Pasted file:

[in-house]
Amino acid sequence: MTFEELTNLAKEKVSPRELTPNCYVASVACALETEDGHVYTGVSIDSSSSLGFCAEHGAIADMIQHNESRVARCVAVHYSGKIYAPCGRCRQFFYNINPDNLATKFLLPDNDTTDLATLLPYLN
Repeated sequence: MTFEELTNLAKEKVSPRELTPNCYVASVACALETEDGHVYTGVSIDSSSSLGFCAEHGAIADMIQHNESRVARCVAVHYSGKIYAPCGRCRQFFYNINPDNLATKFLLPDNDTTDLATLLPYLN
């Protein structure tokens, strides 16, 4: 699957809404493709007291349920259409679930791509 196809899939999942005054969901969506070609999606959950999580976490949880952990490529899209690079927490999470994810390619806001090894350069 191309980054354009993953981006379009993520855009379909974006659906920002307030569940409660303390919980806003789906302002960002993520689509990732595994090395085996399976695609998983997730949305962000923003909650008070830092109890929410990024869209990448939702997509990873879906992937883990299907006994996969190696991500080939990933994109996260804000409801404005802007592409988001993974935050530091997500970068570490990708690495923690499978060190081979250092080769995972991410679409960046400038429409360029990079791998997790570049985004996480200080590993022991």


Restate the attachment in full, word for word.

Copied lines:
[in-house]
Amino acid sequence: MTFEELTNLAKEKVSPRELTPNCYVASVACALETEDGHVYTGVSIDSSSSLGFCAEHGAIADMIQHNESRVARCVAVHYSGKIYAPCGRCRQFFYNINPDNLATKFLLPDNDTTDLATLLPYLN
Repeated sequence: MTFEELTNLAKEKVSPRELTPNCYVASVACALETEDGHVYTGVSIDSSSSLGFCAEHGAIADMIQHNESRVARCVAVHYSGKIYAPCGRCRQFFYNINPDNLATKFLLPDNDTTDLATLLPYLN
């Protein structure tokens, strides 16, 4: 699957809404493709007291349920259409679930791509 196809899939999942005054969901969506070609999606959950999580976490949880952990490529899209690079927490999470994810390619806001090894350069 191309980054354009993953981006379009993520855009379909974006659906920002307030569940409660303390919980806003789906302002960002993520689509990732595994090395085996399976695609998983997730949305962000923003909650008070830092109890929410990024869209990448939702997509990873879906992937883990299907006994996969190696991500080939990933994109996260804000409801404005802007592409988001993974935050530091997500970068570490990708690495923690499978060190081979250092080769995972991410679409960046400038429409360029990079791998997790570049985004996480200080590993022991």